Finally got my MSI Wind U100 in black with 2GB and 6 cell battery this week. It is a cute little netbook with a crisp 10″ display, sporting 1024×600 pixels and a 120GB hard drive (MSI even runs a wiki for Ubuntu support!).
So far, the only drawback is the atrocious Sentelic touchpad: it doesn’t support scrolling, like the Synaptics ones, since Synaptics has that patented. Bugger… And the workaround, installing mouseemu, made the touchpad a bit more useful (middle-click emulation via left-click and key pressed, scrolling while holding down a key and moving across touchpad – veeery slow moving), but still not as good as the Synaptics one.
Anyhow, knowing that this is not a very beefy machine – running only a single core Atom processor – I installed Xubuntu 9.04 on it, with the new Xfce 4.6. What a disappointment! Xfce felt really sluggish and I had some serious problems with my wireless (not all due to Xfce, as it turned out later on). An identical VPN setup, working fine on Ubuntu 8.10, didn’t work on Xubuntu 9.04. Just didn’t want to connect. I also couldn’t connect to WPA/WPA2 Personal protected networks. In the end, I decided to install the Gnome desktop and remove Xfce (
sudo apt-get install ubuntu-desktop and
sudo apt-get remove xubuntu-desktop). Though Gnome is supposedly a lot larger and people always say that it is bloated, it was way quicker and reacting snappier than the so-called lightweight Xfce ever was. Hmm… Maybe it was due to some built-in effects in Xfce that the whole handling got so slow. Gnome was only unbearably slow, with a high CPU load, when compiz effects were turned on.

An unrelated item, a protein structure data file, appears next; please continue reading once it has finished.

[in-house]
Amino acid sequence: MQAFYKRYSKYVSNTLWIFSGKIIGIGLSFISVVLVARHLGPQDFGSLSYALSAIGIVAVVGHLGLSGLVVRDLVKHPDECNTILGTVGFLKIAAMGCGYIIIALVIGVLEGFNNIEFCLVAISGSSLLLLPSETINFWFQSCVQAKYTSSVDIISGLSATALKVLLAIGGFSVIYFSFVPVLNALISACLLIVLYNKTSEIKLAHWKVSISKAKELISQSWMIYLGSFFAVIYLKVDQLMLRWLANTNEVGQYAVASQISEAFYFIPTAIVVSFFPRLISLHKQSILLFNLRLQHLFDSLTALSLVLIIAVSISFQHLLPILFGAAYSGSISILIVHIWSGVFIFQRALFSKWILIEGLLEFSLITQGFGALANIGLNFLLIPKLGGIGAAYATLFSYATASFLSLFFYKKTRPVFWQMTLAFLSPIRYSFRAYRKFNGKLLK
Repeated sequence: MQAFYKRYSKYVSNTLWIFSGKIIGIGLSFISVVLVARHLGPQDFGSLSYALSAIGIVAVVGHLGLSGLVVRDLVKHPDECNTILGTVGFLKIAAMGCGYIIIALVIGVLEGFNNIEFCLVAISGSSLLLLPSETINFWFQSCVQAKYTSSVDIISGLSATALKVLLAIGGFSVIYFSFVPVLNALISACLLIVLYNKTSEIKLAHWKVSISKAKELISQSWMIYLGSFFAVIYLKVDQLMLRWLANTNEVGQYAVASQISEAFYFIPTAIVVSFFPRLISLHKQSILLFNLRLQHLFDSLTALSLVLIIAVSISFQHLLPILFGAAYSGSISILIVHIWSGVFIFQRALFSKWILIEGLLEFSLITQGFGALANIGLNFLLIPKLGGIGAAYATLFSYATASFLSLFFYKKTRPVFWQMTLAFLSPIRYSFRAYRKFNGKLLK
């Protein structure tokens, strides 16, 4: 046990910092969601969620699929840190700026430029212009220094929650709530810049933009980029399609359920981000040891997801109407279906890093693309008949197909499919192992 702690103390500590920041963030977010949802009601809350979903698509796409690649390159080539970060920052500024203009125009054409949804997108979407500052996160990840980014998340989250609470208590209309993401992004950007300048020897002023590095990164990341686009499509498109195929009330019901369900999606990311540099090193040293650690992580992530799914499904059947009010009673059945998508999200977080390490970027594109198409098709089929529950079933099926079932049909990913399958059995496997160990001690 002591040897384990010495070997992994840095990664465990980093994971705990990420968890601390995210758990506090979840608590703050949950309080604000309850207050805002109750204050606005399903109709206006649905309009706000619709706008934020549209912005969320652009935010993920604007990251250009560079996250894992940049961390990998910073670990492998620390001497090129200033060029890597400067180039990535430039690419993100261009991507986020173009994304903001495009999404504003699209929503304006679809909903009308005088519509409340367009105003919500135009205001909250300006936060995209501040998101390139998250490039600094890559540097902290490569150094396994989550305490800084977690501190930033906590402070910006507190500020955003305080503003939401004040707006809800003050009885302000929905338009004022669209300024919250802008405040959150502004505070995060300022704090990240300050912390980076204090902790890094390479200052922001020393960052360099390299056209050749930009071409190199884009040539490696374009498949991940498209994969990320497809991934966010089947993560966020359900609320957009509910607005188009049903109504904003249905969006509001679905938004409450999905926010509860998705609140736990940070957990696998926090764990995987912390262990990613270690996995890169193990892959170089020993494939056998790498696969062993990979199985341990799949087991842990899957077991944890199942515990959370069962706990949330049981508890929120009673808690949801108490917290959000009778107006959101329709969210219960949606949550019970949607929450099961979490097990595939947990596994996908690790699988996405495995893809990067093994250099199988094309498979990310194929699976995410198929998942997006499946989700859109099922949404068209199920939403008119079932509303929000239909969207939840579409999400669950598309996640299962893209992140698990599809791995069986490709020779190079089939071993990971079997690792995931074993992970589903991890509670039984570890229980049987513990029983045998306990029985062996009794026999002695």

After the Gnome desktop was up and running, I could successfully setup a VPN. Not a 100% sure, but it looked to me that Xfce didn’t access the keyring information stored by the network manager somehow and therefore didn’t get any credentials to successfully open a VPN connection. But there was still the problem with the WPA/WPA2 networks. Still no chance of connecting to those. After a lot of fiddling around with my access point, I decided to update the wireless drivers (Ralink RT2860), based on a post in the Ubuntu forums:
- downloaded the latest drivers for the RT2860 chipset
- decompressed the archive:
- changed into the newly created directory
- modified the make setup, enabling
- compiled and installed the driver:
sudo make && sudo make install
- rebooted my laptop
And guess what? It worked! I could finally connect to the WPA/WPA2 Personal encrypted network. Yay! 🙂
A few other useful modifications:
- Changed Gnome’s resolution from 96 dpi to 84 (System -> Preferences -> Appearance -> Fonts -> Details).
- Changed Firefox’s resolution also to 84 dpi (enter
about:configin the address bar, set
layout.css.dpiproperty to 84).
- Made SmartSVN 4 to use a platform independent theme (added
Now I’ve got a nice little machine, perfect for being on the road, giving presentations, etc.